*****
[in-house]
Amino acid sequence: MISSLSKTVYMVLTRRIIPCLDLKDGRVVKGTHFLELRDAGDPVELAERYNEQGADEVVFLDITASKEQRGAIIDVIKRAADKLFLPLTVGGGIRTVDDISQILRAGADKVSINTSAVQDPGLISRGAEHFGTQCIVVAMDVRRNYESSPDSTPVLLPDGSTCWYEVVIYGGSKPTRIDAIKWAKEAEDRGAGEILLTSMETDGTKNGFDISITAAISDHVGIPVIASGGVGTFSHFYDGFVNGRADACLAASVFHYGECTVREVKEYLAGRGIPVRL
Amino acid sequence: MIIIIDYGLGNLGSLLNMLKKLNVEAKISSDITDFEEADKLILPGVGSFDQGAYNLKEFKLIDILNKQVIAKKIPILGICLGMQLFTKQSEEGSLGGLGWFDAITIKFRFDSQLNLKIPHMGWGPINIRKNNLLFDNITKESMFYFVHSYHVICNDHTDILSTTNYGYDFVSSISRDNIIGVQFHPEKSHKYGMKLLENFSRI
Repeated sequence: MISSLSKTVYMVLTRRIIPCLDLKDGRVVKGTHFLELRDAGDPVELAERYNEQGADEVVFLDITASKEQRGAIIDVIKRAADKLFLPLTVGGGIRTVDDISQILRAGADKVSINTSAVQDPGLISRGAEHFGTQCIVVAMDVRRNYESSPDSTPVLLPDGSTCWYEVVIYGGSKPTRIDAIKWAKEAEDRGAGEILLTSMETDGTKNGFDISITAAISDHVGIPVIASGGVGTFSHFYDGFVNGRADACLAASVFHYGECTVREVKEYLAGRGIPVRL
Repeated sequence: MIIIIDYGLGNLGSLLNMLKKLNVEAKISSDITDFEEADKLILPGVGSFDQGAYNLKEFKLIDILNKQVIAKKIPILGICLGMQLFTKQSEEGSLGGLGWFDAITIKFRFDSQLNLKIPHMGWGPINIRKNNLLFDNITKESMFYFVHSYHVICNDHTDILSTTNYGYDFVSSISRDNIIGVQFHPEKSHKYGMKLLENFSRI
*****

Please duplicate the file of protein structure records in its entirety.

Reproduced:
[in-house]
Amino acid sequence: MISSLSKTVYMVLTRRIIPCLDLKDGRVVKGTHFLELRDAGDPVELAERYNEQGADEVVFLDITASKEQRGAIIDVIKRAADKLFLPLTVGGGIRTVDDISQILRAGADKVSINTSAVQDPGLISRGAEHFGTQCIVVAMDVRRNYESSPDSTPVLLPDGSTCWYEVVIYGGSKPTRIDAIKWAKEAEDRGAGEILLTSMETDGTKNGFDISITAAISDHVGIPVIASGGVGTFSHFYDGFVNGRADACLAASVFHYGECTVREVKEYLAGRGIPVRL
Amino acid sequence: MIIIIDYGLGNLGSLLNMLKKLNVEAKISSDITDFEEADKLILPGVGSFDQGAYNLKEFKLIDILNKQVIAKKIPILGICLGMQLFTKQSEEGSLGGLGWFDAITIKFRFDSQLNLKIPHMGWGPINIRKNNLLFDNITKESMFYFVHSYHVICNDHTDILSTTNYGYDFVSSISRDNIIGVQFHPEKSHKYGMKLLENFSRI
Repeated sequence: MISSLSKTVYMVLTRRIIPCLDLKDGRVVKGTHFLELRDAGDPVELAERYNEQGADEVVFLDITASKEQRGAIIDVIKRAADKLFLPLTVGGGIRTVDDISQILRAGADKVSINTSAVQDPGLISRGAEHFGTQCIVVAMDVRRNYESSPDSTPVLLPDGSTCWYEVVIYGGSKPTRIDAIKWAKEAEDRGAGEILLTSMETDGTKNGFDISITAAISDHVGIPVIASGGVGTFSHFYDGFVNGRADACLAASVFHYGECTVREVKEYLAGRGIPVRL
Repeated sequence: MIIIIDYGLGNLGSLLNMLKKLNVEAKISSDITDFEEADKLILPGVGSFDQGAYNLKEFKLIDILNKQVIAKKIPILGICLGMQLFTKQSEEGSLGGLGWFDAITIKFRFDSQLNLKIPHMGWGPINIRKNNLLFDNITKESMFYFVHSYHVICNDHTDILSTTNYGYDFVSSISRDNIIGVQFHPEKSHKYGMKLLENFSRI